Topic and Theme

Although not limited to, some of the broad topics explored in the play are justice, mercy (often at the same time), race, love and wealth.

Connect these topics to the two chief moments of the play we are examining.

TASK: Topic streams

Pulling it Together

Due to its anti-semitic ideas, the first three are most commonly discussed. Most interesting about this is figuring out the position the play takes on these ideas. Consider:

  • Is the play encouraging anti-semitic behaviour or is it designed to highlight the anti-semitic sentiments of society in order to encourage change?
  • Does the play pedestal the Christian sense of mercy or simply highlight it’s hypocrisy?
  •  Does the play demonstrate the importance of justice and the law or simply serve to demonstrate that the law protects the dominant power of a society?
  •  Does the play present love as being of primary importance or simply an inconvenience that must dealt with? (or something else here? I think there is more opportunity to explore than this polar position.)
  •  Does show us how absurd it is that societies value material possessions or simply demonstrate the lives are unavoidable lost to the intricacies of economic societies?

Task:

  1. Decide on a position for at least one of these topics.
  2. Find a passage in the text that demonstrates your position and annotate it.
  3. Decide: verse or prose? What does this add to your understanding of the text?
  4. Develop this into a theme. Remember a theme is more than “the theme of masculinity” but should show action. eg. Masculinity is fundamentally the cause of breakdown in relationships.
  5. Share your ideas on this blog so that others might read and comment upon. Include the extract plus your development of an understanding of theme.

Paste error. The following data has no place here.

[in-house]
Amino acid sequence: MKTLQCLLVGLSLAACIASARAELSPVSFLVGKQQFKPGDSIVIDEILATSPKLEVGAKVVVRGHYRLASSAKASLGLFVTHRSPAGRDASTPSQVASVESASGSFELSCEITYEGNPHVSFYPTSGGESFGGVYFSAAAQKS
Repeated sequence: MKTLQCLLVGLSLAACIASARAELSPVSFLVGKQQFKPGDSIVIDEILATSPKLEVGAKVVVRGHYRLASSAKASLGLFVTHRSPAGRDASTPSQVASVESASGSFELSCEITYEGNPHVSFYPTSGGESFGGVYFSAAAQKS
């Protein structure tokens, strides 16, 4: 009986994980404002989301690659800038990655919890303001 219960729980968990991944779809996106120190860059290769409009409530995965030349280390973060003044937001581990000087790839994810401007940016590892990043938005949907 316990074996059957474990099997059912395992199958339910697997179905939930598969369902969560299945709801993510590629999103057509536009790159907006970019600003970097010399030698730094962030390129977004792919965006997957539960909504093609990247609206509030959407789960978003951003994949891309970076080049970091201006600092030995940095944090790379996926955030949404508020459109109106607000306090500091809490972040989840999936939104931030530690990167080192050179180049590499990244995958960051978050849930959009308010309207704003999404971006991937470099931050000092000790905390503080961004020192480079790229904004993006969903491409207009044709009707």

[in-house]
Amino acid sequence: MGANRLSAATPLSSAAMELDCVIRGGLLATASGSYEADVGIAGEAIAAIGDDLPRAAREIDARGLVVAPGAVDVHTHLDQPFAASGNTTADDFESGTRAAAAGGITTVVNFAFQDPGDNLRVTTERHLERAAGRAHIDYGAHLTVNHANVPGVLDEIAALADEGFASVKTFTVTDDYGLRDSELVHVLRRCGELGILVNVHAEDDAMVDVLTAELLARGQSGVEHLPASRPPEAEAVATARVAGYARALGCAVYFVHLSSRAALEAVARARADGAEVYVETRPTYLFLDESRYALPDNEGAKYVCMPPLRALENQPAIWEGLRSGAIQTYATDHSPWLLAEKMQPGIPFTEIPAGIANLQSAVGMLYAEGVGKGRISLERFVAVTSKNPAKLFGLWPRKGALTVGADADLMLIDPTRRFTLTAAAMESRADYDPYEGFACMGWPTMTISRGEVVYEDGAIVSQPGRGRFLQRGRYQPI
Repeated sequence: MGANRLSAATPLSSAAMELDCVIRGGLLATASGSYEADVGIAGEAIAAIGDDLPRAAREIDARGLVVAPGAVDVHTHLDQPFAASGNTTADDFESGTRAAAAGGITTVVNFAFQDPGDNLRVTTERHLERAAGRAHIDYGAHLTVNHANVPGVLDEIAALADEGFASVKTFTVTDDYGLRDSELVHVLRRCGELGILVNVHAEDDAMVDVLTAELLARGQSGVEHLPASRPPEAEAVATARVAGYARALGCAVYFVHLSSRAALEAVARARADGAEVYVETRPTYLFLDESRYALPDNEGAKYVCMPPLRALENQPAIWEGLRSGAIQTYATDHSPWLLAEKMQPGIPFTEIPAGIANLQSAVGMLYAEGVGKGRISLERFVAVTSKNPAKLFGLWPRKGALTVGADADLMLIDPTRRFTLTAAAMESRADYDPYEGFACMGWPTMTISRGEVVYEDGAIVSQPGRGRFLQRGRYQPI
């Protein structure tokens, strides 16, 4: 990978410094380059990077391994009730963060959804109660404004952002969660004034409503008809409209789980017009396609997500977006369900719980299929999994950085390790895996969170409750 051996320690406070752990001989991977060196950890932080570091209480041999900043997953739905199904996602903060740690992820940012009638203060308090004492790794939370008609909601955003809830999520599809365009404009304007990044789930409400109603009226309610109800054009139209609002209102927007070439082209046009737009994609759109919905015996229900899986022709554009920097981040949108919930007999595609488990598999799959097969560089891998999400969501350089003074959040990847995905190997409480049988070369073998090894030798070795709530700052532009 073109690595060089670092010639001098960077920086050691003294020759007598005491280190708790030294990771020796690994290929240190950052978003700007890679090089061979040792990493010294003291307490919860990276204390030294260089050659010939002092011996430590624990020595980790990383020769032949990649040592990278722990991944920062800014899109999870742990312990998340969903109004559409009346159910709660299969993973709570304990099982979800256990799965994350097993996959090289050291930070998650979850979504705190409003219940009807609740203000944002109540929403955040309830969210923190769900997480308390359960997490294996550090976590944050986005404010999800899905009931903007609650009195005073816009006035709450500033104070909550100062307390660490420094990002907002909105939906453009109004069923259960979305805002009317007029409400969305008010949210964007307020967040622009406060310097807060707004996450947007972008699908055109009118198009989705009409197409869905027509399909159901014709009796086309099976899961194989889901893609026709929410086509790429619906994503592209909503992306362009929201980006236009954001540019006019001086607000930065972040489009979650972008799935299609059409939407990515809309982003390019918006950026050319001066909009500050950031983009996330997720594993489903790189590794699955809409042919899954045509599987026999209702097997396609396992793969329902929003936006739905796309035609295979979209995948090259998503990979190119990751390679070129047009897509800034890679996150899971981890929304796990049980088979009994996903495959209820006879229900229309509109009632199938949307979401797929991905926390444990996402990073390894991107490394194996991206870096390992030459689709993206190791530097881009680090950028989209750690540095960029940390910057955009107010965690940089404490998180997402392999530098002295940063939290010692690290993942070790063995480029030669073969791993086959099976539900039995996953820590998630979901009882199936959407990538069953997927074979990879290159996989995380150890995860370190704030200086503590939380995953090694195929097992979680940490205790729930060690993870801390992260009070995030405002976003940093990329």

6. I will use criterion A and B of the Oral Criteria to give you feed back on your understanding. I would also like to see your annotations that demonstrate your development of this skill.
Example:
Shakespeare’s play The Merchant of Venice, demonstrates how mercy encourages hypocrisy and presents this as a theme throughout the play. This is most obviously evident in Portia’s speech in act four. Here she employs language to show how noble mercy is by comparing it to… <include example from my analysis>. Portia’s hypocrisy is clearly demonstrated when, given the opportunity to apply mercy to Shylock, she does not attempt to persuade the other members of the court to be merciful.
Equally none of the other members of the court appear to have heard Portia as neither Bassanio or Antonio makes an attempt to spare Shylock of  any shame. The only character who appears to show any mercy is the duke who stops short of insisting Shylock should be hung.
Image: ‘Knesseth Star

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